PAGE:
KECIA: I love modeling in other people fashion show, but in the next year or two I will be ready to create my own fashion shows.
ANDRE: That said, explain to our readers why is the sky’s the limit for you? Kecia7
KECIA: The sky’s the limit because I am the boss of my life, so I should be able to live comfortably how I want to live. I don’t just want to make it only for myself but to be a blessing to other people as well.
ANDRE: Anything else you’d like to share with our readers?
KECIA: Well…My dream is to be a Covergirl Model, and I wish I was tall enough to be a Victoria Secret Model. In some ways, making a living in modeling is like making a living in sports. If you aren’t tall, it’s going to be very difficult to be a professional basketball player. Yes, there are sometimes exceptions to the rule. Do you remember (5-foot-7 former NBA Slam Dunk champion) Spud Webb?
For more information on Makecia Johnson or to contact her, send email to: [email protected]

Also, follow her on Facebook at:

Her personal page: www.facebook.com/topmodelkecia
Her model fan page: www.facebook.com/modelkatarah
Model Mayhem: www.modelmayhem.com/1908384
DrePic

Andre Johnson is a senior writer for MemphiSport. Based in Dallas, Texas, Johnson covers the NBA Southwest Division. To reach Johnson, send an email to [email protected] Also, follow him on Twitter @AJ_Journalist.

Univ. of Southwest basketball standout Anitria Flowers aiming to attract pro scouts

BLOSSOMING FLOWER --- Anitria Flowers, a junior college transfer and the University of Southwest's second-tallest player, was the catalyst of a team that made continuous stride this season. (Photos courtesy of USW Athletics)

BLOSSOMING FLOWER — Anitria Flowers, a junior college transfer and the University of Southwest’s second-tallest player, was the catalyst of a team that made continuous stride this season. (Photos courtesy of USW Athletics)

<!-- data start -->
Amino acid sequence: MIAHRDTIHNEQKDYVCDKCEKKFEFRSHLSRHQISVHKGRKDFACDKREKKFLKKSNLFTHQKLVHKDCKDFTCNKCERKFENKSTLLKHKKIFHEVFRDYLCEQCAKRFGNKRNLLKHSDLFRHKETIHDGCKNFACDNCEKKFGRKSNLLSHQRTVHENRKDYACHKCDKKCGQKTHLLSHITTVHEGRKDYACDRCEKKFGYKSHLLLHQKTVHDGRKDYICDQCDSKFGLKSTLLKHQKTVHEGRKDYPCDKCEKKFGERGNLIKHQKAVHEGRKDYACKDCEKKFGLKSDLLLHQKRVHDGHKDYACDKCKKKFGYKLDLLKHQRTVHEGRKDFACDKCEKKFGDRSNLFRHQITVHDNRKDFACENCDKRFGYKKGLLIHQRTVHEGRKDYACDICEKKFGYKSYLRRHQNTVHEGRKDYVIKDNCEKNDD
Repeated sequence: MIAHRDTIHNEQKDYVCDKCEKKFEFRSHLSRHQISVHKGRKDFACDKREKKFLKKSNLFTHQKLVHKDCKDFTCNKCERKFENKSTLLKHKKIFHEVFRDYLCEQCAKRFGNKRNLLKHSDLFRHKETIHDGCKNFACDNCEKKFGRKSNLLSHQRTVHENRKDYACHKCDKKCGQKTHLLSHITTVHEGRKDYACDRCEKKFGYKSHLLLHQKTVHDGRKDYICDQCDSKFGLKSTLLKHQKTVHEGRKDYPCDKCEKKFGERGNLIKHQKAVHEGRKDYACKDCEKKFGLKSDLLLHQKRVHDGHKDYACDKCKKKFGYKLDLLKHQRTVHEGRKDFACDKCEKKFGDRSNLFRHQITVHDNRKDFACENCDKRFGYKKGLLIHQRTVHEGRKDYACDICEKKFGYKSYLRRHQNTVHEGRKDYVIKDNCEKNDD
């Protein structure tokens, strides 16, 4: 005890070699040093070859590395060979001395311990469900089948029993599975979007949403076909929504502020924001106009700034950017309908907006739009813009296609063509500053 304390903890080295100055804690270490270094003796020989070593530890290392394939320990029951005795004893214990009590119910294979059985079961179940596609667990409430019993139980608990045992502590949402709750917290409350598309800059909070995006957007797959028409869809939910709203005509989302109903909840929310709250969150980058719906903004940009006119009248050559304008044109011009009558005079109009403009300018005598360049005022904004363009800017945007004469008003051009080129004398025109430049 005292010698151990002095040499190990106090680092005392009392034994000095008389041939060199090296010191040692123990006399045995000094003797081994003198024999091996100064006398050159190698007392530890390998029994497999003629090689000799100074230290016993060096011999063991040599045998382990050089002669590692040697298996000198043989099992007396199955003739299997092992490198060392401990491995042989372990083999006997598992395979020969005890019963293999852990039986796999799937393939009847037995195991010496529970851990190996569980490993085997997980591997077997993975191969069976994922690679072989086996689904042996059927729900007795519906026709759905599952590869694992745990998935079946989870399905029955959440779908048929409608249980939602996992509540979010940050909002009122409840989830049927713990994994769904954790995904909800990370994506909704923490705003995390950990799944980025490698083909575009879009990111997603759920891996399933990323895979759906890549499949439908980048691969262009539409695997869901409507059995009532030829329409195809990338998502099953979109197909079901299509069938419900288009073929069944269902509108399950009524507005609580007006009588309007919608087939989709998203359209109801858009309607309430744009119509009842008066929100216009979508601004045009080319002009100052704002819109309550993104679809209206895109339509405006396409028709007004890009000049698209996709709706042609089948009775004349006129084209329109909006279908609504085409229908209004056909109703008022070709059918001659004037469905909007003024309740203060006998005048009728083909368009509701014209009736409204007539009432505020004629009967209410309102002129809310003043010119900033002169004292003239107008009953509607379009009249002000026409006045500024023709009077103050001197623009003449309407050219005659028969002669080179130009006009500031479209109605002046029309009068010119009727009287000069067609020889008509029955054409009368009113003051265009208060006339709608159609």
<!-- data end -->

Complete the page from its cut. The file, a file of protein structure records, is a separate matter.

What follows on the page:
DALLAS — When logging on to the University of Southwest’s women’s basketball website, the first photo you’ll see is that of Anitria Flowers.

Flowers, a junior college transfer and the Lady Mustangs’ second-tallest player, is the catalyst of a team that made continuous strides this season.

Southwest’s season ended in Red River Athletic Conference loss to nationally-ranked Our Lady Of The Lake University April 28. While the Lady Mustangs’ 6-26 campaign suggests, among other things that they struggled considerably this year, in essence, it was a season in which Southwest first-year coach Jamene Caldwell’s team is building for the future.

That future, by all accounts, will surely involve Flowers, a 5-foot-11 combo guard who figures to help steer the team in the right direction for what she pledges will be a memorable senior campaign next.

A player whose favorite quote — at least according to Southwest’s website — is, “Talent is God given. Be humble, fame is manmade. Be grateful. Conceit is self-given. Be careful,” Flowers doesn’t shy away from the notion that she’s destined to not only help propel the Lady Mustangs from years of futility, but she’s also vows to attract the attention of WNBA scouts and general managers by the time she finishes her collegiate hoops career.

Having transferred to Southwest in Hobbs, New Mexico after a stellar two-year stint at Howard Junior College, Flowers wasted little time making her presence for a Lady Mustang team that finished the season on a favorable note when it won two of its final three outings.

Having transferred to Southwest in Hobbs, New Mexico after a stellar two-year stint at Howard Junior College, Flowers wasted little time making her presence for a Lady Mustang team that finished the season on a favorable note when it won two of its final three outings.